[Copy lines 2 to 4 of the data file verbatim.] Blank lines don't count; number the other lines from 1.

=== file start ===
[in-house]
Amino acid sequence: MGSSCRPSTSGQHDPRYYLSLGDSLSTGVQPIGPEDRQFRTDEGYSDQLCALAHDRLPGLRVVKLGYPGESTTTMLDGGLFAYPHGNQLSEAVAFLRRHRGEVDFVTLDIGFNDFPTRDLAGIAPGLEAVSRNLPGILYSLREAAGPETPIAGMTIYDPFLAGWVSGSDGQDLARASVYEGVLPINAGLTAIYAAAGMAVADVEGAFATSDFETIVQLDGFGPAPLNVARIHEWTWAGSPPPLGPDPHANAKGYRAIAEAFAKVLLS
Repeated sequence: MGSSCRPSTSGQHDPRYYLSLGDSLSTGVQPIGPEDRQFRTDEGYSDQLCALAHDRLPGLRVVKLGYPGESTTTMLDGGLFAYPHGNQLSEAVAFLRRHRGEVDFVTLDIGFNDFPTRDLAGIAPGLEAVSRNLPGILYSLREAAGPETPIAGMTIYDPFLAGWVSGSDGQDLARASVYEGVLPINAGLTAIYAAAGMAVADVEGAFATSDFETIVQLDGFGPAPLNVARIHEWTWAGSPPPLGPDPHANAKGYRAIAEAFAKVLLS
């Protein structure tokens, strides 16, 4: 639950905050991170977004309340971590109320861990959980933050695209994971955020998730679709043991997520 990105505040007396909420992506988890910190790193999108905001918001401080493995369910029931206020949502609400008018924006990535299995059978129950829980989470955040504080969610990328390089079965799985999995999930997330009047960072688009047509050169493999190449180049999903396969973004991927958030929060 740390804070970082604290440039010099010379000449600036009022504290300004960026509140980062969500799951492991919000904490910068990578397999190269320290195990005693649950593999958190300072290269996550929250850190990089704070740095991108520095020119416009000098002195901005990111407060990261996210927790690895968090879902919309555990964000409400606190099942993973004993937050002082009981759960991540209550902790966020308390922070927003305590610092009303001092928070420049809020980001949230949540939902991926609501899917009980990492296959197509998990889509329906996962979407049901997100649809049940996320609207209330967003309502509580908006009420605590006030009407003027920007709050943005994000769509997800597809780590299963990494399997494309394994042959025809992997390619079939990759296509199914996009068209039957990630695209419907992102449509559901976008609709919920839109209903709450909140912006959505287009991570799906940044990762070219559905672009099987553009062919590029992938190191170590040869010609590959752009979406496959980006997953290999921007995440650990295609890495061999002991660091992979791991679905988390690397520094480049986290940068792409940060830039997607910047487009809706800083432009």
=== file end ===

Amino acid sequence: MGSSCRPSTSGQHDPRYYLSLGDSLSTGVQPIGPEDRQFRTDEGYSDQLCALAHDRLPGLRVVKLGYPGESTTTMLDGGLFAYPHGNQLSEAVAFLRRHRGEVDFVTLDIGFNDFPTRDLAGIAPGLEAVSRNLPGILYSLREAAGPETPIAGMTIYDPFLAGWVSGSDGQDLARASVYEGVLPINAGLTAIYAAAGMAVADVEGAFATSDFETIVQLDGFGPAPLNVARIHEWTWAGSPPPLGPDPHANAKGYRAIAEAFAKVLLS
Repeated sequence: MGSSCRPSTSGQHDPRYYLSLGDSLSTGVQPIGPEDRQFRTDEGYSDQLCALAHDRLPGLRVVKLGYPGESTTTMLDGGLFAYPHGNQLSEAVAFLRRHRGEVDFVTLDIGFNDFPTRDLAGIAPGLEAVSRNLPGILYSLREAAGPETPIAGMTIYDPFLAGWVSGSDGQDLARASVYEGVLPINAGLTAIYAAAGMAVADVEGAFATSDFETIVQLDGFGPAPLNVARIHEWTWAGSPPPLGPDPHANAKGYRAIAEAFAKVLLS
């Protein structure tokens, strides 16, 4: 639950905050991170977004309340971590109320861990959980933050695209994971955020998730679709043991997520 990105505040007396909420992506988890910190790193999108905001918001401080493995369910029931206020949502609400008018924006990535299995059978129950829980989470955040504080969610990328390089079965799985999995999930997330009047960072688009047509050169493999190449180049999903396969973004991927958030929060 740390804070970082604290440039010099010379000449600036009022504290300004960026509140980062969500799951492991919000904490910068990578397999190269320290195990005693649950593999958190300072290269996550929250850190990089704070740095991108520095020119416009000098002195901005990111407060990261996210927790690895968090879902919309555990964000409400606190099942993973004993937050002082009981759960991540209550902790966020308390922070927003305590610092009303001092928070420049809020980001949230949540939902991926609501899917009980990492296959197509998990889509329906996962979407049901997100649809049940996320609207209330967003309502509580908006009420605590006030009407003027920007709050943005994000769509997800597809780590299963990494399997494309394994042959025809992997390619079939990759296509199914996009068209039957990630695209419907992102449509559901976008609709919920839109209903709450909140912006959505287009991570799906940044990762070219559905672009099987553009062919590029992938190191170590040869010609590959752009979406496959980006997953290999921007995440650990295609890495061999002991660091992979791991679905988390690397520094480049986290940068792409940060830039997607910047487009809706800083432009």